Survivors of childhood cancer: an Australian audit of vaccination status after treatment.

Journal Article (Journal Article)


Survivors of childhood and adolescent cancer are at risk of vaccine preventable diseases and are recommended to receive booster vaccinations post-chemotherapy. The aim of this study was to describe the compliance of post-chemotherapy revaccination of childhood cancer survivors relative to current Australian guidelines.


A multi-faceted retrospective review of childhood cancer survivors at the Royal Children's Hospital, Melbourne, Australia was undertaken. Immunisation status was reviewed through four sources: (1) hospital records; (2) telephone survey of consenting participants; (3) Australian Childhood Immunization Register (ACIR); and (4) family practitioners immunisation records. Participants were 0-18 years, and at least 6 months post-treatment for their cancer.


The study was conducted between March and September 2006. Eighty-nine patients with a median age at diagnosis of 5.3 years were included, 56% of patients had a diagnosis of leukaemia and 44% solid tumours. The median duration since completion of therapy was 3.1 years. Reviewing all sources, 39% (35/89) of participants had no evidence of booster vaccinations post-completion of therapy. Younger age (P = 0.001), and those diagnosed with leukaemia (P = 0.04) were more likely to have received at least one booster vaccine. Forty-seven percent (42/89) had received at least one influenza vaccination.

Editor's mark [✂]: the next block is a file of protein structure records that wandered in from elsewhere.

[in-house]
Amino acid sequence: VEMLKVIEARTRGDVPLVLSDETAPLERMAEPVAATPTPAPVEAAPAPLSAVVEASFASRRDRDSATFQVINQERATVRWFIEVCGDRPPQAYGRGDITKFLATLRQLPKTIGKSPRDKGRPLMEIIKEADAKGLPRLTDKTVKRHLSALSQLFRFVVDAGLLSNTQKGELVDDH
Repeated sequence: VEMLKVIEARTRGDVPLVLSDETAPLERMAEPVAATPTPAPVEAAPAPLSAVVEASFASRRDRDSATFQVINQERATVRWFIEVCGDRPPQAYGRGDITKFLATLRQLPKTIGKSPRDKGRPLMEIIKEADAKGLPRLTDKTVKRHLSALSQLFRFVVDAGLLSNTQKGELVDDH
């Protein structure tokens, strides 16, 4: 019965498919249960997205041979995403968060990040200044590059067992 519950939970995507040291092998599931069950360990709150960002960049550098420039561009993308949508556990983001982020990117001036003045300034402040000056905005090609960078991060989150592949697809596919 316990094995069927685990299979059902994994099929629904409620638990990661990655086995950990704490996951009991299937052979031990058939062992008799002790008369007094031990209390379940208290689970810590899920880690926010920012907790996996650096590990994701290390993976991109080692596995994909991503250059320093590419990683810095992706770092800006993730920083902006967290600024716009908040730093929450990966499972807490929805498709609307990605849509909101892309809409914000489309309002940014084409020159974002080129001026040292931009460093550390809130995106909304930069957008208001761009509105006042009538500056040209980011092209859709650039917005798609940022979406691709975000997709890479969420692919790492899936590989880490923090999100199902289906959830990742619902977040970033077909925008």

This study highlights poor compliance with current guidelines for re-vaccination in survivors of childhood and adolescent cancer. More evidence is required and these re-vaccination guidelines need to take into account treatment intensity. Multi-component strategies are essential to ensure protection from vaccine preventable diseases in this population.

Full Text

Duke Authors

Cited Authors

  • Crawford, NW; Heath, JA; Ashley, D; Downie, P; Buttery, JP

Published Date

  • January 2010

Published In

Volume / Issue

  • 54 / 1

Start / End Page

  • 128 - 133

PubMed ID

  • 19785022

Electronic International Standard Serial Number (EISSN)

  • 1545-5017

International Standard Serial Number (ISSN)

  • 1545-5009

Digital Object Identifier (DOI)

  • 10.1002/pbc.22256


  • eng